The Null Device

2009/10/8

A number of social software systems give their users reputation/trust scores, which can be voted on by other users. This, however, is not without problems: when carelessly designed, the ability of users to vote down other users' reputations can lead to extortion rackets:

It didn't take long for a group calling itself the Sims Mafia to figure out how to use this mechanic to shake down new users when they arrived in the game. The dialog would go something like this:
"Hi! I see from your hub that you're new to the area. Give me all your Simoleans or my friends and I will make it impossible to rent a house.”
"What are you talking about?"
"I'm a member of the Sims Mafia, and we will all mark you as untrustworthy, turning your hub solid red (with no more room for green), and no one will play with you. You have five minutes to comply. If you think I'm kidding, look at your hub-three of us have already marked you red. Don't worry, we'll turn it green when you pay…"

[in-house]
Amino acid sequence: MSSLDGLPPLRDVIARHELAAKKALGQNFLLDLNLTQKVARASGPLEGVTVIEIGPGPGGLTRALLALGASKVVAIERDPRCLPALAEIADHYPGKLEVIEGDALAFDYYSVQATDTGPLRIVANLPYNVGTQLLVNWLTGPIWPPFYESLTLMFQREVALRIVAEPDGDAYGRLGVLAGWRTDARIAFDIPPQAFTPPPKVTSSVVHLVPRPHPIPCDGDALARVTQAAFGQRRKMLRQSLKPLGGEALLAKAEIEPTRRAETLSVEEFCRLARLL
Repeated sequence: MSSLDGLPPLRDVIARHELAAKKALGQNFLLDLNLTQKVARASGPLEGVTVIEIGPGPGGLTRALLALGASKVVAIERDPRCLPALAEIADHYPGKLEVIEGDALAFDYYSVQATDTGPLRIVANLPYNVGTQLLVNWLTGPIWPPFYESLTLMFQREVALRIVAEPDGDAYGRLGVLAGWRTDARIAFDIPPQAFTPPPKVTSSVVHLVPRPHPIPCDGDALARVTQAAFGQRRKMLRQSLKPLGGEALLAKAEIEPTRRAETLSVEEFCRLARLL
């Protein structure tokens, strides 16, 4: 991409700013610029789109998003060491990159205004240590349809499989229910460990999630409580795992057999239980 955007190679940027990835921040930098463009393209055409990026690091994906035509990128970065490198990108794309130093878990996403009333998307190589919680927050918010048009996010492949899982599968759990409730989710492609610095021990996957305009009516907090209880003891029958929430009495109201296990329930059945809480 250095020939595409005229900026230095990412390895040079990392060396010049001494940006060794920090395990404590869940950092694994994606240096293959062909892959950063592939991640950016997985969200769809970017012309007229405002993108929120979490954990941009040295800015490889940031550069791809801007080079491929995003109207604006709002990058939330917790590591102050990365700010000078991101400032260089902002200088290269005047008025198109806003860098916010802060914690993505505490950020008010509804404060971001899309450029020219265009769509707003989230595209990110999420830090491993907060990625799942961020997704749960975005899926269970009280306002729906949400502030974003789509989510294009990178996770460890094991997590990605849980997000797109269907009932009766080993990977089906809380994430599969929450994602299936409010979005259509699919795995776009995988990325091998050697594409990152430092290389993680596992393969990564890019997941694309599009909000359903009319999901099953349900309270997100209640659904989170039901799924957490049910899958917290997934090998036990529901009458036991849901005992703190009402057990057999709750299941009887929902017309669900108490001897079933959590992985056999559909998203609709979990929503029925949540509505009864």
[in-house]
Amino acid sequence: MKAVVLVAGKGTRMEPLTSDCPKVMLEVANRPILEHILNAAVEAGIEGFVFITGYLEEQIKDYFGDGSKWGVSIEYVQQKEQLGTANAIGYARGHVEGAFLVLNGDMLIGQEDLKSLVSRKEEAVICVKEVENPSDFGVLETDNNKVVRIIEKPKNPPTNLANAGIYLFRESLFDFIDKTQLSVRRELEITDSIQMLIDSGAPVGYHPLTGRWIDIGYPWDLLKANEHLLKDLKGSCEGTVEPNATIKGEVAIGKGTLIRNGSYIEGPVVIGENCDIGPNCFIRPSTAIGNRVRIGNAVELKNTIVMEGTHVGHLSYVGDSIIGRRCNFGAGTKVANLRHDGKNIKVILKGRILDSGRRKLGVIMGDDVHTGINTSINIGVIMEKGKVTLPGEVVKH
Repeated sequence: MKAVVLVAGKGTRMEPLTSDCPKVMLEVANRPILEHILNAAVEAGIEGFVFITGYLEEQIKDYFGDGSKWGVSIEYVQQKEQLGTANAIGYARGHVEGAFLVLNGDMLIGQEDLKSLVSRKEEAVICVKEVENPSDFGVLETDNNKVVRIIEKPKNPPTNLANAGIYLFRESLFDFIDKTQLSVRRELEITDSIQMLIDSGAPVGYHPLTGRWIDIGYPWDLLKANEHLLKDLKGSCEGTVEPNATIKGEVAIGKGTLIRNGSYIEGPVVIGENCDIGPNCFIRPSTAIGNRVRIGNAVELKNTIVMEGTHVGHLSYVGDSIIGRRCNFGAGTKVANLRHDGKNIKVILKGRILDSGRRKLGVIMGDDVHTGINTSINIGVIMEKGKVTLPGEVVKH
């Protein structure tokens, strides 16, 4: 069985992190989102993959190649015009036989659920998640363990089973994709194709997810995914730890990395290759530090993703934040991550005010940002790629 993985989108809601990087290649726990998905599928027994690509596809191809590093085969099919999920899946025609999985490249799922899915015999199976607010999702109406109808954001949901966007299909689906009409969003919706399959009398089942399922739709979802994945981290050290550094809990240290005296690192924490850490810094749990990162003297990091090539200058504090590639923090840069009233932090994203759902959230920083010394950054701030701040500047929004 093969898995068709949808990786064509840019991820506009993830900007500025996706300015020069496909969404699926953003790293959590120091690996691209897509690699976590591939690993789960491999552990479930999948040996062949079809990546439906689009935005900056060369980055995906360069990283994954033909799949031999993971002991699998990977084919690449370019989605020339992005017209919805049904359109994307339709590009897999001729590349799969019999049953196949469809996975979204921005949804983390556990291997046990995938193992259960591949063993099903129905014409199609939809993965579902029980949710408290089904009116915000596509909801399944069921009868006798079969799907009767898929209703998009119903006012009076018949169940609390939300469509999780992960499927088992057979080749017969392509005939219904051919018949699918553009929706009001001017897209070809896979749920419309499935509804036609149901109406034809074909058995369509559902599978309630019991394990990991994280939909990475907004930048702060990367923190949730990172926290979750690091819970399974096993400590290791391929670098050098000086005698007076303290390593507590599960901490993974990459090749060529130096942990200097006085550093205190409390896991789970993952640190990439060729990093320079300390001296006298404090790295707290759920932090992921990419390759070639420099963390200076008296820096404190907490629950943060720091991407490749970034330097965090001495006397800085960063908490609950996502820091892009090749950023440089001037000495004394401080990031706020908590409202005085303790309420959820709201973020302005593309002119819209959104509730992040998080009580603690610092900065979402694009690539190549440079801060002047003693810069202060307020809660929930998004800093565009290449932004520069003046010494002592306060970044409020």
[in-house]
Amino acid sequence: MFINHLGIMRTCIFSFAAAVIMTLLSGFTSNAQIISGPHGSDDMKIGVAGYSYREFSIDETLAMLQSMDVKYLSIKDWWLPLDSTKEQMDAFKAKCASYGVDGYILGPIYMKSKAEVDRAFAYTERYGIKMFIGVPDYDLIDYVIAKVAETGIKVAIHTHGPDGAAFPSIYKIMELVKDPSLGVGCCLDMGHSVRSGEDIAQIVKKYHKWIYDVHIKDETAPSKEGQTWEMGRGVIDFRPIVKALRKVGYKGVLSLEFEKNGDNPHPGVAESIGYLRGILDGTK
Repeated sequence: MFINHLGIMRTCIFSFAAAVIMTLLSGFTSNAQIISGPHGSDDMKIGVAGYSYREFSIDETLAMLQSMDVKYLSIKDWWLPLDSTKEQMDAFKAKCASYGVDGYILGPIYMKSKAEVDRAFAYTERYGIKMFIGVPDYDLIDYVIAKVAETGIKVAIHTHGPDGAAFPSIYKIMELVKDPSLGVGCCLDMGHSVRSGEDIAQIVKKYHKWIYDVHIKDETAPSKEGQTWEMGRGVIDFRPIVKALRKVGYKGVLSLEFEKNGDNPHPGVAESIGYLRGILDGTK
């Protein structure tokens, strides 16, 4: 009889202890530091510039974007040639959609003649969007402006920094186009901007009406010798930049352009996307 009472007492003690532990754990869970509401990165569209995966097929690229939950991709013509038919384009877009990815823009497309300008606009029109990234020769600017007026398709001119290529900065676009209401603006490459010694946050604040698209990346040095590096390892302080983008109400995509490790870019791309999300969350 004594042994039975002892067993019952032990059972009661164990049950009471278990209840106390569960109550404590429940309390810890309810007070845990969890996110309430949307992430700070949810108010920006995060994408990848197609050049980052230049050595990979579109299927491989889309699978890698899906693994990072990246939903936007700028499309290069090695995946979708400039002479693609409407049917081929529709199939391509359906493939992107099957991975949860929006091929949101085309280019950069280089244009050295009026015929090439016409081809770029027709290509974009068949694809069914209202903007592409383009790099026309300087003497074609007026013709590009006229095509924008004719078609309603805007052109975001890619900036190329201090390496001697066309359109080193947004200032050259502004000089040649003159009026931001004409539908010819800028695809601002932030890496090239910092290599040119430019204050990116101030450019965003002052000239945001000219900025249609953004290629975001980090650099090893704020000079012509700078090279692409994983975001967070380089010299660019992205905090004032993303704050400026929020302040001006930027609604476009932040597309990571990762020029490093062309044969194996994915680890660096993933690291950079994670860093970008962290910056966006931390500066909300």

The solution to this is to keep positive and negative feedback separate, and have the latter go through moderators (who, presumably, will spot any shenanigans) before making it public.

(via Boing Boing) antipatterns design gibson's law social software unintended consequences whuffie 1 Share